The December 17, 2010 meeting of the Genealogy Interest Group – Ancestor Tracker was called to order by our chair Trevetta Wunderlin. She introduced our new Program Chairman Deborah Adles.     We welcomed guest Cassandra Vesh, granddaughter of Mickey Fee. Trev amade announcements about the January meeting of the Florida Genealogical Society and upcoming programs featuring speaker Meg Smolenyak Smolenyak at the Pinellas and Imperial Polk genealogical societies.

This was our annual “Members Show and Tell” meeting.” Deborah Adles began by reading a plaintive letter from a Civil War soldier to his brother saying that he definitely discouraged “soldiering.” Sadly, the soldier Jonathan Huttenlock did not survive the war and died in Libby Prison. Secondly, Lou Curry told us about a quilt that was made by ladies in a small town in Kentucky as a gift when her ancestor left the town and moved to Florida. Lou brought the quilt and a photograph of the ladies who made the quilt to a talk she gave at a library. Amazingly, one of the attendees recognized the quilters and was related to three of them. Judy Purchell had letters and a fascinating story about a relative who lived at Sandstone Ranch near Las Vegas. Mount Wilson was named for him and he raised two Indian boys. Wilson’s tiny home, now part of a state park, was later owned by famous film personalities and had connections to the massive Krupp diamond given by Richard Burton to Elizabeth Taylor. Judy Harwood told us about her Kentucky Meek family and a DNA analysis that was done to ascertain whether their origins were in North Carolina or Virginia. Kay Menzel recounted childhood memories of a kindly uncle who used to read poems to her and her young cousins. Her grandmother’s sister was the author of the poems and Kay told us about her searches to find copies of the books of poetry. Luckily, she succeeded in her quest and she brought the found books for us to examine. Mickey Fee grew up in Boston and later moved to Marietta, Ohio, where he spent many years. He told us about his Crown and Shield families who made many contributions to government. His granddaughter Cassie told about their Civil War ancestor who joined the Army when he was very young and died at the age of 95. It was recommended that Cassie get his Civil War pension records. I brought some photographs that were taken by my great great grandfather William P. Egbert who began his photographic career in Pittsburgh and later had a studio in Davenport, Iowa from 1852 to 1877. Trev talked about a search to find a postcard of house built by her ancestor Josiah White in 1738 in Leominster, Massachusetts. Her searches took her from historical societies to Ebay. She found the postcard but, sadly, the “elegant and spacious mansion house” has now been demolished.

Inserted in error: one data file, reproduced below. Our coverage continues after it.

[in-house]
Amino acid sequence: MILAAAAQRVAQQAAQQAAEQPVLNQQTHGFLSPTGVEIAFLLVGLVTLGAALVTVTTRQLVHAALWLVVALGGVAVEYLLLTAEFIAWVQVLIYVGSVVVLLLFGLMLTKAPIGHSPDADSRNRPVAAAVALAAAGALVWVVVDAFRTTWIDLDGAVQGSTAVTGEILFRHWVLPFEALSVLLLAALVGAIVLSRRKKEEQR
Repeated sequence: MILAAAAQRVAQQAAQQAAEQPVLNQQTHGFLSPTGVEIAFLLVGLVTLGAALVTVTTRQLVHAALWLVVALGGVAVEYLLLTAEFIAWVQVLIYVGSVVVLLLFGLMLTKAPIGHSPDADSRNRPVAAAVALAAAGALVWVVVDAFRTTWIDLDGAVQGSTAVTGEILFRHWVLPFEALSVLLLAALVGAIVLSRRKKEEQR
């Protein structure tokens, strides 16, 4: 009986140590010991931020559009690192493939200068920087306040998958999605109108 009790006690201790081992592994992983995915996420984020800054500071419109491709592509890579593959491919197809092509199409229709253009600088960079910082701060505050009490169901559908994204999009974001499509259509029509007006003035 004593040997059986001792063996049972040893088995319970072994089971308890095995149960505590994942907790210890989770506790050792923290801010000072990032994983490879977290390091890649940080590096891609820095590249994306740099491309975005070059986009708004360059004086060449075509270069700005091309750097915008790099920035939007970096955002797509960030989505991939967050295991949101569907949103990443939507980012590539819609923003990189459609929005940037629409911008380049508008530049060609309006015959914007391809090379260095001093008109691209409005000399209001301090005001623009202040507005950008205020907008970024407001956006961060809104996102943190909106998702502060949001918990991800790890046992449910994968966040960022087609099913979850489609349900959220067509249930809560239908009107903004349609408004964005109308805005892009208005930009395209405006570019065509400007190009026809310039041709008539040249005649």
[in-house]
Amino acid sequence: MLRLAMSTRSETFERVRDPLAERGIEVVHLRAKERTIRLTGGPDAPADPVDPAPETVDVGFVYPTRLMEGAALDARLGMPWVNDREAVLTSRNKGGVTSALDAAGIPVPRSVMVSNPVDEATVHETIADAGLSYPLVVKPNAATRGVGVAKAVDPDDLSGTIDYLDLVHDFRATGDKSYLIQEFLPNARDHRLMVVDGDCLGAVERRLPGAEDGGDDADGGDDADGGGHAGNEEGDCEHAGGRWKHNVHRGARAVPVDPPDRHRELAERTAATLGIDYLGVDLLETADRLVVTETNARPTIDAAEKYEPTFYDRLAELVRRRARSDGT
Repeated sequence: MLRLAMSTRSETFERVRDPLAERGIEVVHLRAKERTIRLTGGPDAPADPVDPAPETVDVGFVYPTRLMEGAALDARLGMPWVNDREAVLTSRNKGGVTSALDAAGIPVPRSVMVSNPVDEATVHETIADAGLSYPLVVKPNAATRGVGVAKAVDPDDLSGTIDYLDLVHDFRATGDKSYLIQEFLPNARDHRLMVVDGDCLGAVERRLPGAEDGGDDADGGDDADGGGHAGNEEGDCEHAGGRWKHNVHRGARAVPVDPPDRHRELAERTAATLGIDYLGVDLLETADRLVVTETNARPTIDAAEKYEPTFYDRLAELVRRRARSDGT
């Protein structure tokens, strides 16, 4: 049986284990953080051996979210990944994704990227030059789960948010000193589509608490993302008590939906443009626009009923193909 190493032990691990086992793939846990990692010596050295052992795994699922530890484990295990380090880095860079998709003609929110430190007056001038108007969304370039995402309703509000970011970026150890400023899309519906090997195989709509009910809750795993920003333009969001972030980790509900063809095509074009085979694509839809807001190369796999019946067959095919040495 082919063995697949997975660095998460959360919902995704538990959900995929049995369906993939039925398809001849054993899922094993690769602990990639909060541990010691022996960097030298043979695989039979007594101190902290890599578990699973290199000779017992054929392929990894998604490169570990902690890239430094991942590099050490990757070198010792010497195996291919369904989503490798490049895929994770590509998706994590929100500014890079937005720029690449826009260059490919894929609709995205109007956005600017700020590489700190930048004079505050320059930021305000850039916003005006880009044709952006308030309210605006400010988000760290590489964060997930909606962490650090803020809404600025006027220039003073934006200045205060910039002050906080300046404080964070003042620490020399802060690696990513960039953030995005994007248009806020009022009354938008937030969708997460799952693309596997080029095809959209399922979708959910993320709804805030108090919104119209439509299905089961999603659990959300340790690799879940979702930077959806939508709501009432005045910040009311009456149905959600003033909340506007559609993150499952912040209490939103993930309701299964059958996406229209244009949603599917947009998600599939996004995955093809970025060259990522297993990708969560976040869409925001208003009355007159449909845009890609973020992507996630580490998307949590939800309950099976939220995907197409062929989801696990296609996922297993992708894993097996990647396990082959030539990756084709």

Respectively submitted,

Rosalyn Davenport Gibbs